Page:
Base Metals Prices Pull Back From Early March Extremes
Base metals prices have retreated from early-March extremes. Risk-aversion hit the complex despite tight underlying physical markets and feared disruption to Russian supply amid sanctions. Damaged confidence in the LME and liquidity issues following nickel’s price spike and trading halt, hopes for a diplomatic resolution to the Ukraine war, and risks to growth from higher inflation and China’s Covid resurgence have all weighed on pricing.
Russia’s invasion of Ukraine and Western sanctions acted as the catalyst for rampant commodity price gains in late February and early March.
Energy markets led the sector higher, with precious metals and wheat also seeing aggressive rises. All of the major six LME base metals except lead surged to fresh all-time highs.
Most commodities have since pared gains, with all LME base metals except zinc and nickel now back to below pre-war levels.
LME Liquidity Crunch
The historically unprecedented pace of LME nickel’s move higher was a result of a self-reinforcing spiral of short covering and price hikes. This occurred as short-position holders, including top China producer Tsingshan, struggled to meet escalating margin call requirements.
This scramble for liquidity affected other metals, with nearby spreads pushed into contango amid a reluctance to tie up capital financing metal.
The suspension of the LME nickel contract and reversal of trades executed on the 8th of March also damaged confidence in the LME among parts of the fund community, incentivising outflows.
The return of a negative roll yield across most nearby base metal contracts for long-position holders likely supported long liquidation, particularly by investors.
Ukraine War Volatility
The threat of disruption to Russian metal and energy exports due to Western sanctions was a key driver of price gains to recent extremes.
Markets appeared to have priced in a worst-case trade disruption scenario that has not yet been realised. In reality, there is no evidence yet of a de-facto embargo on base metal and energy flows, which remain largely exempt from sanctions. However, many consumers are reportedly taking steps where possible to secure alternative suppliers to Russia for practical and reputational reasons.
The recent commodity-price pullback therefore partially represents a decaying risk premium for Russian supply disruption, helped by signs of growing willingness by Russia and Ukraine to negotiate an end to hostilities. However, fresh escalation of military activity, sanctions, or a collapse in peace talks could all spur renewed gains.
Resurgent Covid cases are also weighing on global growth prospects and commodity prices. China is in focus although Europe is also tackling rising cases.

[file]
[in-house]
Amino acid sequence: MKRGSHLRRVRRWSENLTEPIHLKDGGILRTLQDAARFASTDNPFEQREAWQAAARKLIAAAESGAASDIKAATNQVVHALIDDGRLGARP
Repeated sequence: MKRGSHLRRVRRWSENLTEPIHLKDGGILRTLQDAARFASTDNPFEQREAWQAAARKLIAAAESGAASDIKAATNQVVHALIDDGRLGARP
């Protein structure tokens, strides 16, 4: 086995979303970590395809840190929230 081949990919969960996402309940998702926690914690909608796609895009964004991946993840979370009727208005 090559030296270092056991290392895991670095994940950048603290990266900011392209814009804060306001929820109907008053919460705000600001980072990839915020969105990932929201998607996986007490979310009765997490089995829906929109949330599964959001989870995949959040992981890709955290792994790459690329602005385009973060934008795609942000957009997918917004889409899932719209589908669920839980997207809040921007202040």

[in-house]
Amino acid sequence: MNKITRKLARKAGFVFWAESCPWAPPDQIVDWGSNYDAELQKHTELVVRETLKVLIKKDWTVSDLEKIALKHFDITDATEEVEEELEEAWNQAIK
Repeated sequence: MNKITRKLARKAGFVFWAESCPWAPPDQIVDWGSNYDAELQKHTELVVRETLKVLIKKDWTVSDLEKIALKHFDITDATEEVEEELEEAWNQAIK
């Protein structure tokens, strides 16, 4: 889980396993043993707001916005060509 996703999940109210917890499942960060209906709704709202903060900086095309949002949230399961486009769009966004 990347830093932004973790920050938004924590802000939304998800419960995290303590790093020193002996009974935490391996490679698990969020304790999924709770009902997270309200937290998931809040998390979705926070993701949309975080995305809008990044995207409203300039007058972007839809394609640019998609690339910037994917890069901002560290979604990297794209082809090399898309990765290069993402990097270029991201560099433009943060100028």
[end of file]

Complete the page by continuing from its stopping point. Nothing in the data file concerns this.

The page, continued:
China has maintained its zero-Covid approach as it struggles to contain its worst outbreak in two years. Reported infections have surged in over a dozen provinces. The tech hub of Shenzhen and industrial hub of Changchun were both locked down this week while Shanghai is under strict restrictions, although there are now signs that measures are easing.
Risks here to metal prices appear skewed to the downside, as the locked-down areas are key hubs for metal consumption. However, likely disruption to port activities may extend global supply-chain woes. Combined with a likely slowdown in China’s manufacturing activity this risks exacerbating global inflationary pressures.
Commodities’ utility as an inflation-hedging asset has supported metal prices over the last year as investors increase their allocation to the sector.
However, while the “reflation” trade defined 2021, “stagflation” will likely define 2022 as excessive inflation risks undermining economic growth. This is observable in recent faltering equity market valuations.
Industrial metals may be less desirable as an inflation hedge in a stagflation environment as the underlying physical markets are far more vulnerable to demand shocks; Leading Central banks will try to temper high inflation through tighter monetary policy, in effect slowing global economic growth to bring it more in line with supply.
Prices clearly moved too far and too fast earlier this month on LME market dysfunction and panicked pricing of Russia supply risks. LME liquidity issues, the war in Ukraine and China lockdowns will continue to direct prices and drive volatility in the weeks ahead.
However, base metals remain fundamentally tight markets with low inventories. It is hard to see a near-term solution without demand destruction at higher metal prices or a severe global demand shock triggered by strong energy prices and or tighter monetary policy.